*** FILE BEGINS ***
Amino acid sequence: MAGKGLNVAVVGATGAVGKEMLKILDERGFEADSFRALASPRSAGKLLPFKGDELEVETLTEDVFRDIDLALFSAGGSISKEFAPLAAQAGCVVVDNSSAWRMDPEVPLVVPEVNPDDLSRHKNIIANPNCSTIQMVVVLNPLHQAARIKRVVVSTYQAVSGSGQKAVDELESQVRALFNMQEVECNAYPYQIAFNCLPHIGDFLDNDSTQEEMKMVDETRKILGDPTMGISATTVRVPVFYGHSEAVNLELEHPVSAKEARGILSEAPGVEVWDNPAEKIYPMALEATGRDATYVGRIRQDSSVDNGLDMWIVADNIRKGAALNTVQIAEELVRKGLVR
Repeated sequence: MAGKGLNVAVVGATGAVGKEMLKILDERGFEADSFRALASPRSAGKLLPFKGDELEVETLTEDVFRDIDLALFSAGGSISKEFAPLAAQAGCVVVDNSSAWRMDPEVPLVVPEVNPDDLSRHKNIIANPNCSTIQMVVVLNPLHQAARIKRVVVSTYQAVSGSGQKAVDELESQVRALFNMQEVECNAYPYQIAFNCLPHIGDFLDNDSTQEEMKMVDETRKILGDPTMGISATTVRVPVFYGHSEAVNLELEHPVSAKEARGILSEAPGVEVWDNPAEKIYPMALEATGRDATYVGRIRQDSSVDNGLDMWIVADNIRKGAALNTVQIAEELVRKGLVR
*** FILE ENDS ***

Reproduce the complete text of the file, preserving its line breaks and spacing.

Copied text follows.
Amino acid sequence: MAGKGLNVAVVGATGAVGKEMLKILDERGFEADSFRALASPRSAGKLLPFKGDELEVETLTEDVFRDIDLALFSAGGSISKEFAPLAAQAGCVVVDNSSAWRMDPEVPLVVPEVNPDDLSRHKNIIANPNCSTIQMVVVLNPLHQAARIKRVVVSTYQAVSGSGQKAVDELESQVRALFNMQEVECNAYPYQIAFNCLPHIGDFLDNDSTQEEMKMVDETRKILGDPTMGISATTVRVPVFYGHSEAVNLELEHPVSAKEARGILSEAPGVEVWDNPAEKIYPMALEATGRDATYVGRIRQDSSVDNGLDMWIVADNIRKGAALNTVQIAEELVRKGLVR
Repeated sequence: MAGKGLNVAVVGATGAVGKEMLKILDERGFEADSFRALASPRSAGKLLPFKGDELEVETLTEDVFRDIDLALFSAGGSISKEFAPLAAQAGCVVVDNSSAWRMDPEVPLVVPEVNPDDLSRHKNIIANPNCSTIQMVVVLNPLHQAARIKRVVVSTYQAVSGSGQKAVDELESQVRALFNMQEVECNAYPYQIAFNCLPHIGDFLDNDSTQEEMKMVDETRKILGDPTMGISATTVRVPVFYGHSEAVNLELEHPVSAKEARGILSEAPGVEVWDNPAEKIYPMALEATGRDATYVGRIRQDSSVDNGLDMWIVADNIRKGAALNTVQIAEELVRKGLVR